Has the U.N. resolution on Syria already been violated?

The latest and rare paper victory for Syria has yet to bring forth any change on the ground or even begin to halt the bloodshed. I believe the United Nations Resolution 2254 has been repeatedly violated since its adoption on December18, frequently by Russia – a signatory to the agreement. Without any consequences ensuing for the continued breaches, the agreement will ultimately prove meaningless.

On December26, at least nine people were killed, including five children, when Russian aircraft aerially bombarded a school in the Jarjanaz area of Idlib province. Video footage and photographs of the attack aftermath, circulating on Twitter, showed familiar scenes: Blood-soaked sidewalks, endless rubble and tiny, mangled bodies. One day prior to that deadly attack, the Syrian Network for Human Rights indicated that Russia carried out a number of airstrikes on a women and children’s hospital in Aleppo, rendering it useless.

Important actors have agreed on the steps that need to be taken in Syria; those ignoring what they have just vowed to uphold must be dealt with

Brooklyn Middleton

Quite clearly, both attacks were in flagrant violation of stipulation number thirteen of resolution 2254, which indicates that all signatories have agreed to “cease any attacks against civilians and civilian objects as such, including attacks against medical facilities and personnel.”

Meanwhile, Amnesty International has just released a briefing detailing Russia’s indiscriminate bombing campaign since it intervened militarily in the country. Director of Amnesty’s Middle East and North Africa Program Philip Luther noted that there was damning evidence indicating Russia may have carried out war crimes in Syria, “by striking residential areas with no evident military target and even medical facilities, resulting in deaths and injuries to civilians.”

Bombing civilian sites

In addition to Russia’s continued attacks against civilians, reports indicate forces loyal to Bashar al-Assad carried out a chemical weapons attack, possibly using Sarin, in the rebel-held town of Moadamiyeh, located south west of Damascus, on December 23. At least five people were reportedly killed. There is no likelihood Russia and the Assad regime will sit down for talks to discuss the most complex matters of the conflict when they refuse to even halt bombing civilian sites.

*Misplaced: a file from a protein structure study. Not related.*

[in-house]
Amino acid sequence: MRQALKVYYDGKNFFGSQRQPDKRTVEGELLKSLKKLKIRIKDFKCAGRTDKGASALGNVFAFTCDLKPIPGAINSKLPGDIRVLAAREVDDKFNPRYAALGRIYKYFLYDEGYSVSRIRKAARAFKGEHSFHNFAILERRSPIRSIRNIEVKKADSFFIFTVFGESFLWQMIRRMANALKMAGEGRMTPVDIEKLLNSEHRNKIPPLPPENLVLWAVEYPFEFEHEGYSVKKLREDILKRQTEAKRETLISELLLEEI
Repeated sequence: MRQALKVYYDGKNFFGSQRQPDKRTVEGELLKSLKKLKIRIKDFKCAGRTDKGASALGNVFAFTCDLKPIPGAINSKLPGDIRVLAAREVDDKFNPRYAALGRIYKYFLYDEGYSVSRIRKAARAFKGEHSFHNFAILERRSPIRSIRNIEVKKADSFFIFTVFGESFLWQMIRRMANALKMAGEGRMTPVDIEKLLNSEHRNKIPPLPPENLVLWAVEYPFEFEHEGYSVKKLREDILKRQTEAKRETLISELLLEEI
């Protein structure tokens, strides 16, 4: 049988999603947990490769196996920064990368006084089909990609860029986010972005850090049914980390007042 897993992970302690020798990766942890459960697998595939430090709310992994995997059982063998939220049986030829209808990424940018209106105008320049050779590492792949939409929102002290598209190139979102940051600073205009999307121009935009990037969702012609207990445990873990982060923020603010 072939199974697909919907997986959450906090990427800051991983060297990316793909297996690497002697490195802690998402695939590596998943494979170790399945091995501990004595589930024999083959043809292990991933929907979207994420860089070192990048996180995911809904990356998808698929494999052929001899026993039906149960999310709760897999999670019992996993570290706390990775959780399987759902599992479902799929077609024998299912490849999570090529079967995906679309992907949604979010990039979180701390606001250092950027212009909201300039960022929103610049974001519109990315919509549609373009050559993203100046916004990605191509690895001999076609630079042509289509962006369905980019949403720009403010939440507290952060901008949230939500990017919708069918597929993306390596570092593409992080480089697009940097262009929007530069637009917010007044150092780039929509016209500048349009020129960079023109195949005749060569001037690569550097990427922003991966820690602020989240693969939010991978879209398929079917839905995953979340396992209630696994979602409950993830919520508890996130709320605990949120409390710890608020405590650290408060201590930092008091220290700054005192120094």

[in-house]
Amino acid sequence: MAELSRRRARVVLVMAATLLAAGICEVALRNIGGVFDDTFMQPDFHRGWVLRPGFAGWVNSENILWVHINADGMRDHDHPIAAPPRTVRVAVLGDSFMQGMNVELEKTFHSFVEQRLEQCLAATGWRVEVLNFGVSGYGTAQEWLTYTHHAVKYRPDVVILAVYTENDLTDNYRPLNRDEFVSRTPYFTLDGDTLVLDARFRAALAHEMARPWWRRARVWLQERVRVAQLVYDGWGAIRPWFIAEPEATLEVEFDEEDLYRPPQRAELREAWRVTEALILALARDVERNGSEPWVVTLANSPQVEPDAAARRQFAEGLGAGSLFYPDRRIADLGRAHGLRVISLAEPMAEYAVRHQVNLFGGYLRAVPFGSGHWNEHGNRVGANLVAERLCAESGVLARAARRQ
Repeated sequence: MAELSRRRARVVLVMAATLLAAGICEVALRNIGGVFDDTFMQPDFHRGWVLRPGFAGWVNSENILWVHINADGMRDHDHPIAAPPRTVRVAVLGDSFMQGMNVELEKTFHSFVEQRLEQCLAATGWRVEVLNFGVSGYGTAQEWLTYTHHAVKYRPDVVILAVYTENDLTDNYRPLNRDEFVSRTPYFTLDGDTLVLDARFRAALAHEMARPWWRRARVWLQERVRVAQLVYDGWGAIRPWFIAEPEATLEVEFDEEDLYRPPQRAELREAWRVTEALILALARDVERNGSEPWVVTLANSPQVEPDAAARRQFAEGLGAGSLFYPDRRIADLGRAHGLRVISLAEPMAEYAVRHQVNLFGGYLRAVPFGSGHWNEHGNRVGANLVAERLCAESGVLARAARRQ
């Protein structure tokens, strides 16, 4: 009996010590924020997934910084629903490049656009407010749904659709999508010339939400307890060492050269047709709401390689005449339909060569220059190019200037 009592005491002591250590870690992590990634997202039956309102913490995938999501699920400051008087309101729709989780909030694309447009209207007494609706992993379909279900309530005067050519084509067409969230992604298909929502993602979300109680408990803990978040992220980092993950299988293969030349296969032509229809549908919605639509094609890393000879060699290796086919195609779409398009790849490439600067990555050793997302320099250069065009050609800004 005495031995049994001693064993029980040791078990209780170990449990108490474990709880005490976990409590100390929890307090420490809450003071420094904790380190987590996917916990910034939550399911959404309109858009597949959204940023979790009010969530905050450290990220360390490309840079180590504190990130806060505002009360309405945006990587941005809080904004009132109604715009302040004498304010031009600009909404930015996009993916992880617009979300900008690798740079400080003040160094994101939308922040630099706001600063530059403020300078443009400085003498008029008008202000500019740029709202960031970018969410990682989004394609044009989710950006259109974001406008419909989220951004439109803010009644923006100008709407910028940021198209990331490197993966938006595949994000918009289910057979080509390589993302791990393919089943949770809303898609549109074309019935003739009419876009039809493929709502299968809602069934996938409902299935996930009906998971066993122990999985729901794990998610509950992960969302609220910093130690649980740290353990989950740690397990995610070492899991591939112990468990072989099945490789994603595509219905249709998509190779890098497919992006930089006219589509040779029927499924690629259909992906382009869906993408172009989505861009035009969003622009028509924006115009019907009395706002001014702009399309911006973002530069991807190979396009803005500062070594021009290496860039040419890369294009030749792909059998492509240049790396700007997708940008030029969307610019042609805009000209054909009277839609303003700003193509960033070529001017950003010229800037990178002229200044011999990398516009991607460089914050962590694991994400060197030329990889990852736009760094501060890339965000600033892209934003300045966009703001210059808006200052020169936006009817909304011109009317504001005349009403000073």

This critical point should trigger a shift in the current focus of future discussions: First, stop the bloodshed and then talk later. Russia’s failure to uphold one of the most basic tenets of the new resolution underscore its inability to act as a partner for peace in Syria. There can be no genuine progress made on bringing stability to Syria while parents are digging their children out of rubble or people are suffocating to death from toxic gas.

All signatories of the resolution should convene for an urgent meeting and confront Russia directly. The failures of the U.S.-Russia backed chemical weapons deal, which resulted from a lack of following through and trusting the regime to report its own inventory, should not be repeated with this latest resolution. Important actors have agreed on the steps that need to be taken in Syria; those ignoring what they have just vowed to uphold must be dealt with.

The worst possible outcome of continued negotiations with Russia – who act on behalf of the murderous Assad regime both diplomatically and militarily – would be allowing them to continue carrying out indiscriminate attacks while signing agreements they have no intention of honoring.

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Brooklyn Middleton is an American Political and Security Risk Analyst currently based in New York City. She has previously written about U.S. President Obama's policy in Syria as well as Bashar al-Assad's continued crimes against his own people. She recently finished her MA thesis on Ayatollah Khomeini’s influence on the Palestinian Islamic Jihad militant group, completing her Master's degree in Middle Eastern Studies. You can follow her on Twitter here: @BklynMiddleton.
 

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Last Update: Wednesday, 20 May 2020 KSA 09:46 - GMT 06:46
Disclaimer: Views expressed by writers in this section are their own and do not reflect Al Arabiya English's point-of-view.
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